I guess what I'm saying is let's not fool ourselves - what the ACC BAP demonstrates for me is that despite Stephen Yarwood, despite the excellent folk at ACC and despite all the public flimflammery at local and state gov't levels (and in the 'Tiser), the bar is still set unbelievably low in Adelaide and generally only focuses on what is straightforward, requires easy engineering and looks good on a short-term plan! It's the more complicated ways in which a bike network needs to function for those using it that always seem to be too hard to grasp or set objectives for! This is what Melbourne CC obviously understood when they closed Swanson St (equivalent to King William here) off to private and through-traffic! Swanson St has now become Melbourne city's 'bike backbone' providing a secure entry and through-way for bicycle users and commuters.It's such a backbone that Adelaide needs.

I noted that Jan Gehl's initial comment this week on arriving back in this city (for another 'thinkers in residence's session) is that Melbourne and Sydney have overtaken Adelaide because they have done what was advised over the last decade whereas we have not (or 'have done one or two things' as he so nicely put it!) So all power to SY, the ACC planners, BISA and Adelaide Cyclists. But we also need to continue to say, 'lets get real!' too.

It would be great if these could all be made into helmet optional riding zones akin those enjoyed by cyclists in the Northern Territory which has 3* the participation rate in cycling as SA and is safer.

Every year many thousands of helmet infringement fines are issued to bicycle users in SA (based on national figures) and probably many thousands of warnings. Having the most repressive helmet laws in the world has failed to deliver any benefits to bicycle users and should be revoked it is an unfair attack on the rights of bicycle users - in some cases even leading to people being imprisoned.

It has also lead to increased fatalities to cyclists who are mislead to believe they are safe just by wearing a helmet this is completely irresponsible advice to give when the helmets are so ineffective and other measures are then ignored. Mandatory Helmets Laws are not the final solution to bicycle safety but ill informed government mislead by helmet manufacturers implemented a scheme which may sell more helmets but fails to save any lives. - this law should be repealed.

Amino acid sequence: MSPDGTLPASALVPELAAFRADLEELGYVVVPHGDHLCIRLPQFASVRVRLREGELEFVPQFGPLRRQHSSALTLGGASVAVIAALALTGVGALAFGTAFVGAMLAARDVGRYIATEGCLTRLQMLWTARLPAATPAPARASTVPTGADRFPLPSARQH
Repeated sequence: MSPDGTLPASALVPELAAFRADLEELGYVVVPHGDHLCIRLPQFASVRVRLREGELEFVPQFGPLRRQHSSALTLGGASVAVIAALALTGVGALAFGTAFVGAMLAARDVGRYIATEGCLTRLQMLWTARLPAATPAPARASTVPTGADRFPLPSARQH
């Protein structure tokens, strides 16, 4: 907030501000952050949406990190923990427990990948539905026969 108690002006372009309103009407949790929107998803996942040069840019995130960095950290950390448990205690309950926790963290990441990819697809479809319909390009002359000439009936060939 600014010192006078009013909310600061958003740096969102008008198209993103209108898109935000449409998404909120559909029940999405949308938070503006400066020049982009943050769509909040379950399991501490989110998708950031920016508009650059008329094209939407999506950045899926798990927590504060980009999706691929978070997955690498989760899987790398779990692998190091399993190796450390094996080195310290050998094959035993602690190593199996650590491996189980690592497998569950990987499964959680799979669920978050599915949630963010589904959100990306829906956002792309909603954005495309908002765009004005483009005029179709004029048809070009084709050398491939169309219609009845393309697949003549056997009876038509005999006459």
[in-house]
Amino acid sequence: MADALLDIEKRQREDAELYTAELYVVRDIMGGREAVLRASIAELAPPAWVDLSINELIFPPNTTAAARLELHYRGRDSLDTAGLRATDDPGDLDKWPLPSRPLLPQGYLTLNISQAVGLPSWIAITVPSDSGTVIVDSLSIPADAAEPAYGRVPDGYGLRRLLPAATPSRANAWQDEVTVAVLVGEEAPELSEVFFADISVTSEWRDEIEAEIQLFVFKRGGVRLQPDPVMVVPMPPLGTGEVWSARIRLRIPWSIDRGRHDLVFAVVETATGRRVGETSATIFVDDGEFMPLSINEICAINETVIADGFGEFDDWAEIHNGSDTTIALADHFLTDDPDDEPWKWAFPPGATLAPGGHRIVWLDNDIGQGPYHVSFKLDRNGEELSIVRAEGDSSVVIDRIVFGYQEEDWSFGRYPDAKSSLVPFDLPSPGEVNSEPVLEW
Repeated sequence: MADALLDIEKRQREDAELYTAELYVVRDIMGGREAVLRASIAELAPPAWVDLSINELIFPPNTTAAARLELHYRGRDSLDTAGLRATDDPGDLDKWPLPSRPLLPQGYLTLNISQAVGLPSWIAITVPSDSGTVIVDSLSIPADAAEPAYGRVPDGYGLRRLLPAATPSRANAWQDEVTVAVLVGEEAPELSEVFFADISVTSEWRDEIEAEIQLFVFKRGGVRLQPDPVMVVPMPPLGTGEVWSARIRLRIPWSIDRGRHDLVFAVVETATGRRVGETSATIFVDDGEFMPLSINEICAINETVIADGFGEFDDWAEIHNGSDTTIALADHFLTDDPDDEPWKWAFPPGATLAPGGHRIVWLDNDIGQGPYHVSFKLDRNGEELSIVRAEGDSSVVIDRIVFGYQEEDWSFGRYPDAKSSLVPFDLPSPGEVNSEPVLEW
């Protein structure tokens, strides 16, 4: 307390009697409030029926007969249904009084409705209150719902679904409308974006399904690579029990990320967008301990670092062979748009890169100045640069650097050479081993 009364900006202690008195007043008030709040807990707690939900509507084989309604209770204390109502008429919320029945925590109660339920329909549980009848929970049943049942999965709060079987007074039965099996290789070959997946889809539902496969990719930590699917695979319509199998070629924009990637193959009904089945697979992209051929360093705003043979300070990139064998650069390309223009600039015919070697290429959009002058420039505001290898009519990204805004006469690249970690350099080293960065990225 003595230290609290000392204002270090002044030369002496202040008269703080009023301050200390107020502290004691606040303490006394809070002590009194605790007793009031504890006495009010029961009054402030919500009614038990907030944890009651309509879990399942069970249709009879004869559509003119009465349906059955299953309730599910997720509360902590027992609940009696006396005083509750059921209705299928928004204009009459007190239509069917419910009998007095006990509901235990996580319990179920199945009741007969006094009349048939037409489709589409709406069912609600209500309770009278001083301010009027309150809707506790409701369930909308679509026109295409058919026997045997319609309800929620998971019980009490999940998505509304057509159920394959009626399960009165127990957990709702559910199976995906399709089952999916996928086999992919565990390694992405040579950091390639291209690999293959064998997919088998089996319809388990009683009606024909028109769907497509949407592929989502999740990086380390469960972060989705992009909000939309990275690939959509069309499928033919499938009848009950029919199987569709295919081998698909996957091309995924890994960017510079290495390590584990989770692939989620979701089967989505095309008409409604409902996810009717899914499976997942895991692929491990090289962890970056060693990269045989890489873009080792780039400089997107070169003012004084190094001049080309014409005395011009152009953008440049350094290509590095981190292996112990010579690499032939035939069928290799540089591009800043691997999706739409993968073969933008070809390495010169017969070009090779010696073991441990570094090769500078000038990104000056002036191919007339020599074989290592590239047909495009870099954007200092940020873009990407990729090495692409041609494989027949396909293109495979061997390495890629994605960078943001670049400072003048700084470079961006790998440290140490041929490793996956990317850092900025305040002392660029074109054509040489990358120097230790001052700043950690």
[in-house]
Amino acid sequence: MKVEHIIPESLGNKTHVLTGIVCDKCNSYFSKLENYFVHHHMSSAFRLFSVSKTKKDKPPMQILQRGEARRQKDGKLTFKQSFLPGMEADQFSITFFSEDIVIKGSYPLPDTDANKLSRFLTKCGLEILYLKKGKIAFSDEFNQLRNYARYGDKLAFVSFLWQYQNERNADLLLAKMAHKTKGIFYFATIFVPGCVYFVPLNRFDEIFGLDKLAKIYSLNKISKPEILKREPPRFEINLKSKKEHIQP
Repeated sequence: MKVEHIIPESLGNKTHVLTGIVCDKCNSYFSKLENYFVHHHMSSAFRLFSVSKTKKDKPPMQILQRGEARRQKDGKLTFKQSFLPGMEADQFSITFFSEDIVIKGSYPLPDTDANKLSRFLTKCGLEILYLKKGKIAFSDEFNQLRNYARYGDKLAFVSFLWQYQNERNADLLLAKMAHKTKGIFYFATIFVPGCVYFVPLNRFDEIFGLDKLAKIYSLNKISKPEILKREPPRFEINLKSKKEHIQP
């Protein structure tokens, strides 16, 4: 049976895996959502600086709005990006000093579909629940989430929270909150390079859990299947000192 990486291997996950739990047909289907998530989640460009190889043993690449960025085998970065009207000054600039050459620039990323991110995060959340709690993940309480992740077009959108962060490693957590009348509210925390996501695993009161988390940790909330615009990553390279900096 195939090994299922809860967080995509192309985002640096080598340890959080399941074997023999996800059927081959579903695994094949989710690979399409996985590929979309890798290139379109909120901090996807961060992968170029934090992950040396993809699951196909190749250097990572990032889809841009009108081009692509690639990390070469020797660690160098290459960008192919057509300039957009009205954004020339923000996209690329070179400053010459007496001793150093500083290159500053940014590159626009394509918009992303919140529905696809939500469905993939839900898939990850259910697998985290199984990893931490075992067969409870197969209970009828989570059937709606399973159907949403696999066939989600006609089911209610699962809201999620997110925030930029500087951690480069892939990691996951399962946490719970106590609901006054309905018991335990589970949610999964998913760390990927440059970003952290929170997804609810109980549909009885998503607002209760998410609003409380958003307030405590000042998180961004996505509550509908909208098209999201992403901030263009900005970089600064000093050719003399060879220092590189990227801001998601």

People may even suffer increased risk of certain types of injurys especially spinal injury as a result of wearing a helmet - including the deaths of several children as a result of helmet strangulation. The death of rider last year on ride to work day who was hit when he rode erratically is a good example the only information cyclists seem to get is "wear a helmet" and "helmets save lives" so is it any wonder people get killed.

Here are some relevant links >>

If you like this then vote for your cycling freedom on getup!


While people can be passionate about all sorts of things

 I had a heavy fall and broke my helmet.

Without helmet laws I would not have been wearing a helmet.

Would I have had less injuries if I had bashed my head in the road?

I am not volunteering for the experiment to find out.

It seem at least some people believe I would have but how can you have less than no injury?


It is junk science to say because many people don’t us a product properly and understand what it can (or cant) do that the product is without merit.

Hi Don.


Stephen has held this opinion for quite some time, heard all the arguments and won't be moved, right or wrong. Regardless of opinion I do think his use of this thread to push his point again is pretty poor form. He does have his own Helmet-less Riders Group within this site which is probably the right place to continue the argument.



I agree Don. Although Stephen is commedably restrained in his posts, we really do not need this argument bought up time and again. It's got its forum, let it be argued there.

I completely understand the arguement you are putting but this is not a local council law that can be changed by the ACC and I don't want the helmet debate to start here.

Better riding conditions in the adelaid CBD will get more people riding and feel safer and maybe in years to come a Federal government might change the law.

Hear, hear!!